Held: This was the wrong approach. No contravention had occurred. The mistake was de minimis and did not invalidate the voucher. Given the combination of correct information given, the voucher could not have been used on any other day. While the adjudicator did not necessarily criticise the enforcement officer for issuing the PCN, the council should have appreciated that a minor and genuine error had occurred and cancelled it. Appeal allowed.
TPT case from THE JOINT REPORT OF THE PARKING ADJUDICATORS FOR ENGLAND AND WALES APRIL 2008 TO MARCH 2009
EUREKA! I had them by the short and curlies. I had a precedent in appellate law. I had case number and official report. I had the exact legal jargon to strike back. De Minimis. An error so inconsequential it had NOT invalidated the permit, as it was correct in respect of date, month and year, so could not be used on any other day.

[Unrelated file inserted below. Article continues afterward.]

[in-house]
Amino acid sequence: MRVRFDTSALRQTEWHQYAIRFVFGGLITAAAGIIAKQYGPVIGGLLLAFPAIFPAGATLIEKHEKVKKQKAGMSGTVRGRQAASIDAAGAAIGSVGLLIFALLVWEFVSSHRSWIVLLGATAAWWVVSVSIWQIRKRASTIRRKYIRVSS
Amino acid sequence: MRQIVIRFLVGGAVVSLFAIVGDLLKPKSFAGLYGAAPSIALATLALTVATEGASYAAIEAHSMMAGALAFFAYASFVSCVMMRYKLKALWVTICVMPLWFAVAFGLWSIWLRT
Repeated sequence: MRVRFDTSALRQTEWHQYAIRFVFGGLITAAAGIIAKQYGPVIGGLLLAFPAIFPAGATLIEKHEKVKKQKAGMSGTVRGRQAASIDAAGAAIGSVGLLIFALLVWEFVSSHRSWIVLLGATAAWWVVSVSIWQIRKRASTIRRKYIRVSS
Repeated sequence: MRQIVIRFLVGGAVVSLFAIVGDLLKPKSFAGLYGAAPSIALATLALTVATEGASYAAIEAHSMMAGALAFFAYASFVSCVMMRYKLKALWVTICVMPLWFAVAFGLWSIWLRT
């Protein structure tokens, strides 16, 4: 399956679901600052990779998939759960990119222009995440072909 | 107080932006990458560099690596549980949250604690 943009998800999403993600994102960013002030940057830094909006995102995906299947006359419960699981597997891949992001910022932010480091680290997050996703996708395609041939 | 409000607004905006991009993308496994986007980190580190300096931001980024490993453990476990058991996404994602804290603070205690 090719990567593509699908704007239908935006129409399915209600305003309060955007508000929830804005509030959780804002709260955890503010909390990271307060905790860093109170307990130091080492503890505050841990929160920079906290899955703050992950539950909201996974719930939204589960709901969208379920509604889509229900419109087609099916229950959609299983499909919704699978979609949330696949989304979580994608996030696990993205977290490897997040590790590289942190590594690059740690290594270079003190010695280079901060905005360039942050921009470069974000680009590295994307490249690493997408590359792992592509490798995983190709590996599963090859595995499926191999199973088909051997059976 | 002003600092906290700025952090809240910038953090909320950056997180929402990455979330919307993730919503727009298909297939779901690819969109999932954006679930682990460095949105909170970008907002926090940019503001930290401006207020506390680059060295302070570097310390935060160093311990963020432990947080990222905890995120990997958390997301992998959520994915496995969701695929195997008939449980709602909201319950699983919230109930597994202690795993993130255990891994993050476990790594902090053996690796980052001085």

Thank God for Google. An hour or two at the pooter and researching through its offerings had just saved the family £105. I felt, as I finally toddled off to bo-boes, that The Little Car would be supremely happy that it had been the use of a Search ENGINE that had saved the day.
It seems to me - yet again - that le most juste and justice have a deep common root somewhere. As is so often the case, it is the exact right word used in the exact right way which proves to be the most powerful weapon any of us can have in difficult times.